An Aberdeen grandmother has signed up for her eighth mission transforming lives aboard a hospital ship in Africa.
Moira Munro, 69, made her first voyage in November 2004 and was “petrified” about what she’d let herself in for.
But the retired Royal Aberdeen Children’s Hospital nurse soon found the rewards of the role, and returned again and again.
She’s now packing her bags in preparation for yet another trip on one of Mercy Ships’ charity vessels.
‘What on earth am I doing?’
Moira first heard of the charity’s work while listening to a radio programme on the drive home from a late shift in 2004.
That November, just a few months later, she found herself in Benin, west of Nigeria, volunteering at the Anastasis hospital ship.
“I thought: ‘What on earth am I doing?’,” she said.
“When I looked out of the window, there were no streetlights. I knew no-one. I was petrified.”
‘It changed their lives completely’
However, Moira soon befriended a German girl sharing her cabin, and took on a wide range of roles on the ship.
“All the days I was a nurse, what people had to suffer in Africa was beyond my understanding,” she said.
“I remember early on seeing these two teenage boys, who had come in with cleft lips.
“They were looking at the mirror in our hands and their reaction was like nothing I had seen before.
“Such a simple operation can change their lives utterly – something we at home take for granted.”
‘It’s incredible to see the transformation’
Since that trip Moira has volunteered for Mercy Ships in Madagascar, Cameroon and Senegal.
And after retiring as a nurse, she has taken on other roles, such as dental care assistant and housekeeper.
“People come in with huge tumours and cataracts – they literally come in blind and then they leave and they can see,” she added.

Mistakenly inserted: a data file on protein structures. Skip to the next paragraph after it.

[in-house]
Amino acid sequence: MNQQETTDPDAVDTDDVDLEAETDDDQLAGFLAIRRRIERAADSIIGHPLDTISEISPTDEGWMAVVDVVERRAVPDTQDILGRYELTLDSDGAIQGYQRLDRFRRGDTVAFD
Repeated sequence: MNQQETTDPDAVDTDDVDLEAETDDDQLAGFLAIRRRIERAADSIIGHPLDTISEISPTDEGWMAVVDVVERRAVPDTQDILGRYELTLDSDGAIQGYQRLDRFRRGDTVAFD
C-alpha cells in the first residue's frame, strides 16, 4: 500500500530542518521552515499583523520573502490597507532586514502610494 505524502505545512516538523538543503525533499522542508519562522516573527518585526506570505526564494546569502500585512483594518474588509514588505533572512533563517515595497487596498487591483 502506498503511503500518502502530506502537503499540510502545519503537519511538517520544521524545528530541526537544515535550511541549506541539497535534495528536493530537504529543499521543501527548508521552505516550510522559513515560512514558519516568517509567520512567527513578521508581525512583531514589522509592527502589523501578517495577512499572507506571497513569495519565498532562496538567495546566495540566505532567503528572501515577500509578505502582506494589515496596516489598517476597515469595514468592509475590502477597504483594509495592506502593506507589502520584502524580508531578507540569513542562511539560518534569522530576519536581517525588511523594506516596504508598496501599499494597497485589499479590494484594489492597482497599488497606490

“It’s incredible to witness, to see their expressions and feel the transformation.
“Their lives actually begin again. It never gets old.”
But some of the patients Moira has seen have become so ill, they have to be sent straight to hospital.
She said: “There are literally hundreds queueing and have never seen a dentist.”
“There would be four or five dentists and they could manage about 60 patients a day and have to turn the rest away, which is so hard.”
Volunteering at home
Last month, Moira returned from the Global Mercy, the charity’s newest hospital ship, helping prepare it for a trip to Senegal in 2022.
And she won’t be home in Aberdeen for long, as she departs again for her eighth trip with the organisation in January.
While most people might relish the downtime as a chance to relax, that’s not in Moira’s nature.
For the last 19 years, she has been volunteering with north-east charity Somebody Cares.
She’s also helped out with litter picking, fundraising for Macmillan Cancer Support and lending a hand at Westhill Community Church.
“I have to be doing something all the time,” she said.
“I want to help. I think it’s part of who I am, so I do.”